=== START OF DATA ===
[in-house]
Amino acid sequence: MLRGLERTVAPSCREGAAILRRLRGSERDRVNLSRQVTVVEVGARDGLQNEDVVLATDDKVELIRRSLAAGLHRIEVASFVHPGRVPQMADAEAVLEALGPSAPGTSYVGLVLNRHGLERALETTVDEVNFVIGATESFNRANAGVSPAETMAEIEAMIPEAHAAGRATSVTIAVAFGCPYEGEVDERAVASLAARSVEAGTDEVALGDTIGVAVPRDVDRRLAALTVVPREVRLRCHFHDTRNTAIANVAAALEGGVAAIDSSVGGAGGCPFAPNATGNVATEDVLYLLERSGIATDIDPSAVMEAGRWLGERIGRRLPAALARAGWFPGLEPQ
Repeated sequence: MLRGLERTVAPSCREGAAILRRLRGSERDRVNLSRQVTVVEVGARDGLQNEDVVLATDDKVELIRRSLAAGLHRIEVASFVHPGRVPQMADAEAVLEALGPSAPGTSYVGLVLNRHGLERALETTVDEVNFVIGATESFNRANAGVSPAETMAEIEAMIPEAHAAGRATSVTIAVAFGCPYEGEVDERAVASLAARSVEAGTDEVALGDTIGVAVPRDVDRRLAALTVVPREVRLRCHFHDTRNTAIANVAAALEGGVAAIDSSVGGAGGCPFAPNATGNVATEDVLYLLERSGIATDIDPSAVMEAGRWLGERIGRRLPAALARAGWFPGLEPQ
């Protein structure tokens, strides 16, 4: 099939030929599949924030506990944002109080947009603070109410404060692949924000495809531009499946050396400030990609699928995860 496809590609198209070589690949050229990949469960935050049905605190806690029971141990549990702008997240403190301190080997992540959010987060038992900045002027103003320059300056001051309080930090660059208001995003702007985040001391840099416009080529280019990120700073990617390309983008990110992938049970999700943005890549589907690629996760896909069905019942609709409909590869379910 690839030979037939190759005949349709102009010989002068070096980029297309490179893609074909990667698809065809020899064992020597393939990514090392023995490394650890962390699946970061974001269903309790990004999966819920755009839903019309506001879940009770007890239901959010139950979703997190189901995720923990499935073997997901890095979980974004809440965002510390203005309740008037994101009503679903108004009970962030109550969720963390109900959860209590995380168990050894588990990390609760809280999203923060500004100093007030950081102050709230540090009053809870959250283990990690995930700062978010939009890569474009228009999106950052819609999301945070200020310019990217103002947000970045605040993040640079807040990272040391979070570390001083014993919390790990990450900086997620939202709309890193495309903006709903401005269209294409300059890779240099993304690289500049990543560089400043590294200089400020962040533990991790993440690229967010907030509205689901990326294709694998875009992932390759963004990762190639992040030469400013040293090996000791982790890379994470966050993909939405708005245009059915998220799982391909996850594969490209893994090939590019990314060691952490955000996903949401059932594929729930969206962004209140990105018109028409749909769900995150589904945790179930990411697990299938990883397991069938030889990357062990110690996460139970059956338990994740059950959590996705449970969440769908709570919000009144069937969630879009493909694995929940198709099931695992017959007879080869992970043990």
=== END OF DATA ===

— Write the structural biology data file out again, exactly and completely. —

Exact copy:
[in-house]
Amino acid sequence: MLRGLERTVAPSCREGAAILRRLRGSERDRVNLSRQVTVVEVGARDGLQNEDVVLATDDKVELIRRSLAAGLHRIEVASFVHPGRVPQMADAEAVLEALGPSAPGTSYVGLVLNRHGLERALETTVDEVNFVIGATESFNRANAGVSPAETMAEIEAMIPEAHAAGRATSVTIAVAFGCPYEGEVDERAVASLAARSVEAGTDEVALGDTIGVAVPRDVDRRLAALTVVPREVRLRCHFHDTRNTAIANVAAALEGGVAAIDSSVGGAGGCPFAPNATGNVATEDVLYLLERSGIATDIDPSAVMEAGRWLGERIGRRLPAALARAGWFPGLEPQ
Repeated sequence: MLRGLERTVAPSCREGAAILRRLRGSERDRVNLSRQVTVVEVGARDGLQNEDVVLATDDKVELIRRSLAAGLHRIEVASFVHPGRVPQMADAEAVLEALGPSAPGTSYVGLVLNRHGLERALETTVDEVNFVIGATESFNRANAGVSPAETMAEIEAMIPEAHAAGRATSVTIAVAFGCPYEGEVDERAVASLAARSVEAGTDEVALGDTIGVAVPRDVDRRLAALTVVPREVRLRCHFHDTRNTAIANVAAALEGGVAAIDSSVGGAGGCPFAPNATGNVATEDVLYLLERSGIATDIDPSAVMEAGRWLGERIGRRLPAALARAGWFPGLEPQ
């Protein structure tokens, strides 16, 4: 099939030929599949924030506990944002109080947009603070109410404060692949924000495809531009499946050396400030990609699928995860 496809590609198209070589690949050229990949469960935050049905605190806690029971141990549990702008997240403190301190080997992540959010987060038992900045002027103003320059300056001051309080930090660059208001995003702007985040001391840099416009080529280019990120700073990617390309983008990110992938049970999700943005890549589907690629996760896909069905019942609709409909590869379910 690839030979037939190759005949349709102009010989002068070096980029297309490179893609074909990667698809065809020899064992020597393939990514090392023995490394650890962390699946970061974001269903309790990004999966819920755009839903019309506001879940009770007890239901959010139950979703997190189901995720923990499935073997997901890095979980974004809440965002510390203005309740008037994101009503679903108004009970962030109550969720963390109900959860209590995380168990050894588990990390609760809280999203923060500004100093007030950081102050709230540090009053809870959250283990990690995930700062978010939009890569474009228009999106950052819609999301945070200020310019990217103002947000970045605040993040640079807040990272040391979070570390001083014993919390790990990450900086997620939202709309890193495309903006709903401005269209294409300059890779240099993304690289500049990543560089400043590294200089400020962040533990991790993440690229967010907030509205689901990326294709694998875009992932390759963004990762190639992040030469400013040293090996000791982790890379994470966050993909939405708005245009059915998220799982391909996850594969490209893994090939590019990314060691952490955000996903949401059932594929729930969206962004209140990105018109028409749909769900995150589904945790179930990411697990299938990883397991069938030889990357062990110690996460139970059956338990994740059950959590996705449970969440769908709570919000009144069937969630879009493909694995929940198709099931695992017959007879080869992970043990």